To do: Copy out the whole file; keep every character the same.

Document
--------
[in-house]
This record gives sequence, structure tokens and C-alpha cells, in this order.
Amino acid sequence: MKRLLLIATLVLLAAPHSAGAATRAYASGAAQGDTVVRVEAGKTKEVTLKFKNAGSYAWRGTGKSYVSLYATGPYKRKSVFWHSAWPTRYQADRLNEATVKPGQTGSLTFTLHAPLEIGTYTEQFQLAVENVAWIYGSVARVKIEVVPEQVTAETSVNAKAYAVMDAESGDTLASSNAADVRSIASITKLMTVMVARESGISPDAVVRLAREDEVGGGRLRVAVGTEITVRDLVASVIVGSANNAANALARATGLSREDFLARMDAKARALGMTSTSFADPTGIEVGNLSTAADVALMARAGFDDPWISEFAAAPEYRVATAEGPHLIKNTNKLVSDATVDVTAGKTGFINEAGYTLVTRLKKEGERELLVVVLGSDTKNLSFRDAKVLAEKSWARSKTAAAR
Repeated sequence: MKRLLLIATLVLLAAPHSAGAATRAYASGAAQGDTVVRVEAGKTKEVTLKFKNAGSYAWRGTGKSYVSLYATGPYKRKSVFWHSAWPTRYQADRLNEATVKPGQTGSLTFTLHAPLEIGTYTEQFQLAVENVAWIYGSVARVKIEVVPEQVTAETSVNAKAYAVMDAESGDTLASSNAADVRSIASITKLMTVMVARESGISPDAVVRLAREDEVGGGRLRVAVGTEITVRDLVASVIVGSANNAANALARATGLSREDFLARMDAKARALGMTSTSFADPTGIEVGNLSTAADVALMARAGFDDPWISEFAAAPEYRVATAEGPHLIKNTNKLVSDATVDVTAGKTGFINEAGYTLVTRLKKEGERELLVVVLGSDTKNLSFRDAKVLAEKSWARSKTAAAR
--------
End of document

[in-house]
This record gives sequence, structure tokens and C-alpha cells, in this order.
Amino acid sequence: MKRLLLIATLVLLAAPHSAGAATRAYASGAAQGDTVVRVEAGKTKEVTLKFKNAGSYAWRGTGKSYVSLYATGPYKRKSVFWHSAWPTRYQADRLNEATVKPGQTGSLTFTLHAPLEIGTYTEQFQLAVENVAWIYGSVARVKIEVVPEQVTAETSVNAKAYAVMDAESGDTLASSNAADVRSIASITKLMTVMVARESGISPDAVVRLAREDEVGGGRLRVAVGTEITVRDLVASVIVGSANNAANALARATGLSREDFLARMDAKARALGMTSTSFADPTGIEVGNLSTAADVALMARAGFDDPWISEFAAAPEYRVATAEGPHLIKNTNKLVSDATVDVTAGKTGFINEAGYTLVTRLKKEGERELLVVVLGSDTKNLSFRDAKVLAEKSWARSKTAAAR
Repeated sequence: MKRLLLIATLVLLAAPHSAGAATRAYASGAAQGDTVVRVEAGKTKEVTLKFKNAGSYAWRGTGKSYVSLYATGPYKRKSVFWHSAWPTRYQADRLNEATVKPGQTGSLTFTLHAPLEIGTYTEQFQLAVENVAWIYGSVARVKIEVVPEQVTAETSVNAKAYAVMDAESGDTLASSNAADVRSIASITKLMTVMVARESGISPDAVVRLAREDEVGGGRLRVAVGTEITVRDLVASVIVGSANNAANALARATGLSREDFLARMDAKARALGMTSTSFADPTGIEVGNLSTAADVALMARAGFDDPWISEFAAAPEYRVATAEGPHLIKNTNKLVSDATVDVTAGKTGFINEAGYTLVTRLKKEGERELLVVVLGSDTKNLSFRDAKVLAEKSWARSKTAAAR